Dr. George Fowler Bodington

A. Ball, Esq., York

Alfred Ball

Thomas Bourn, Esq., M.D., Whitby

Thomas Bourn (not an MD)

Robt. Cadman, Esq., Leeds

Robert Cadman

M. R. Deas, Esq., M.D., Kirkleatham

Dr Matthew Ross Deas

C. Doughty, Esq., Lincoln

Charles Doughty

W. Grimshaw, Esq., Whitby*

Walter Grimshaw

Rev. G. G. Lyon, Coniscliffe

Rev. George Goodenough Lynn

W. Mitcheson, Esq., Newcastle

 

Rev. W. Milburne, Redcar*

 

Rev. J. Owen, Cheshire

Rev. John Owen

Rev. C. E. Ranken, Richmond

 

John Rhodes, Esq., Leeds

John Rhodes

Rev. A. B. Skipworth*

Rev. Arthur Bolland Skipworth

W. Trevor, Esq., Guisborough*

William Charles Trevor

G. H. Taylor, Esq., Durham

George Henry Taylor

Howard Taylor, Esq., Norwich

 

E. Walker, Esq., Cheltenham

 

J. Whisker, Esq., Hull

John Wisker

Jno. Watkinson, Esq., Huddersfield

John Watkinson

 

The Executive Committee consisted of those Vice-Presidents listed above with an asterisk (*) after their names.

 

The joint honorary secretaries were J. H. Bennett, M.D., and G. F. Bodington, M.D., while the treasurer was Rev. B. N. R. Batty, M.A.

 

Reports of the Event

 

The Yorkshire Gazette of 18th August 1866, page 9 carried the following report, clearly penned by Skipworth, put printing “Temple” for “Semple” throughout:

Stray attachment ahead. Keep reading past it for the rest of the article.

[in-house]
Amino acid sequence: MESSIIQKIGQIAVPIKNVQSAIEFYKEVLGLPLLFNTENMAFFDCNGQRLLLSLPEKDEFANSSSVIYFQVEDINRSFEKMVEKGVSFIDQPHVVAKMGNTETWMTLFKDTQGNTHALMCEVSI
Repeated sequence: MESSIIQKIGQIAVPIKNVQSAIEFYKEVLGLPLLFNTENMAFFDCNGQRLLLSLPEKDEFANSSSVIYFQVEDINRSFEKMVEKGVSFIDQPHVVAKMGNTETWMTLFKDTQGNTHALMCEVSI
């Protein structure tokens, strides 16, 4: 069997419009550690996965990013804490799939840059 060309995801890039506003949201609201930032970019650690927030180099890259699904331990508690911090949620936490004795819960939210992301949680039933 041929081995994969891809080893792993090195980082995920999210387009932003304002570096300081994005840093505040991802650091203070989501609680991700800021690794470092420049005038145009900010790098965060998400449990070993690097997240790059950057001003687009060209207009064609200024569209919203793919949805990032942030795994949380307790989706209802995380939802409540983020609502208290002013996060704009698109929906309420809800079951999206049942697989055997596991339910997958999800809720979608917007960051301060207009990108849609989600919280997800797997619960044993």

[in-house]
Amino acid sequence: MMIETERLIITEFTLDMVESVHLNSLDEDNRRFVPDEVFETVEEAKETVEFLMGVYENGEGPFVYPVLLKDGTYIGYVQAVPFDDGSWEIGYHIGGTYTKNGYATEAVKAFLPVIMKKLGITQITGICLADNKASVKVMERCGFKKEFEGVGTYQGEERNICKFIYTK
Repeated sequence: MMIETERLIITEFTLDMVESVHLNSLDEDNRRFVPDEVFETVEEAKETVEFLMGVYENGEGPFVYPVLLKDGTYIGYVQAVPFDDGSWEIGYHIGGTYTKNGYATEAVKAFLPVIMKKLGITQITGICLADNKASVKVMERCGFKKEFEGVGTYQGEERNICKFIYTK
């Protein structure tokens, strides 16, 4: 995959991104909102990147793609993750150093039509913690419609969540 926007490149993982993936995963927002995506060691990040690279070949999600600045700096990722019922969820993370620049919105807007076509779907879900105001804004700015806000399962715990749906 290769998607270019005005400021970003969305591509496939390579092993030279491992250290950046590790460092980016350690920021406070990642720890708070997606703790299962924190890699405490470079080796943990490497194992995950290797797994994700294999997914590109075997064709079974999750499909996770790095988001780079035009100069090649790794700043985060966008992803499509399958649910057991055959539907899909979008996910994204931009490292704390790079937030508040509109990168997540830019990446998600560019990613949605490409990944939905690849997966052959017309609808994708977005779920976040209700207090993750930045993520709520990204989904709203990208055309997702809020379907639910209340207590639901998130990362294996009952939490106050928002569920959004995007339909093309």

THE NORTH OF ENGLAND CHESS

MEETING.

The chess meeting held last week in Redcar has been a great success.  Though we regretted the absence of several patrons of the association, on account of the busy week in York, yet we rejoiced in an assemblage of chess talent that has never been surpassed and rarely equalled at any provincial meeting in the kingdom.  Among the company present we noticed Lord Benholme, the Rev. Canon Dixon and Mrs. Dixon, Mr. and Mrs. Staunton, London; the Rev. W. Beckett, Heighington; Mr. J. W. Morley, Birkby Rectory; the Rev. D. Salter; the Rev. W. Wayte, Stow; Mr. and Mrs. Thorold, Bath; Miss Thorold, Sheffield; the Rev. J. F. Newton; Dr. Wilson, Clay Cross, Chesterfield; Mr. and Mrs. Browne, Bournemouth; the Rev. A. B. and Mrs. Skipworth, Bilsdale; Mr. De Vere, London; Mr. and Miss Oxley, Redcar; Dr. and Mrs. Bennett, Redcar; the Rev. B. N. R. Batty, Redcar; Mr. Hamel, Nottingham; Mr. Whisker, Hull; the Rev. John and Mrs. Owen, Hooton, Chester; Mr. Coates, Redcar; Mr. Rhodes, Mr. Cadman, and Mr. Myers, Leeds; the Rev. G. B. Morley, Fellow of St. Catherine’s College, Cambridge; Mr. Kidson, Liverpool; Mr. Fieldsend, Bradford; Mr. Grimshaw, Whitby; Mr. Bodington, Saltburn; Mr. Temple [sic, means Semple], Stockton-upon-Tees; Mr. Park, Hartlepool; the Rev. F. R. Drew, Malvern; the Rev. Chas, and Mrs. Bailey, the Rev. J. and Mrs. Seaton, the Rev. J. B. Turner, Mrs. Harrison, Mr. and Mrs. Thos. Hague Cook, and many ladies and gentlemen whose names we were unable to ascertain.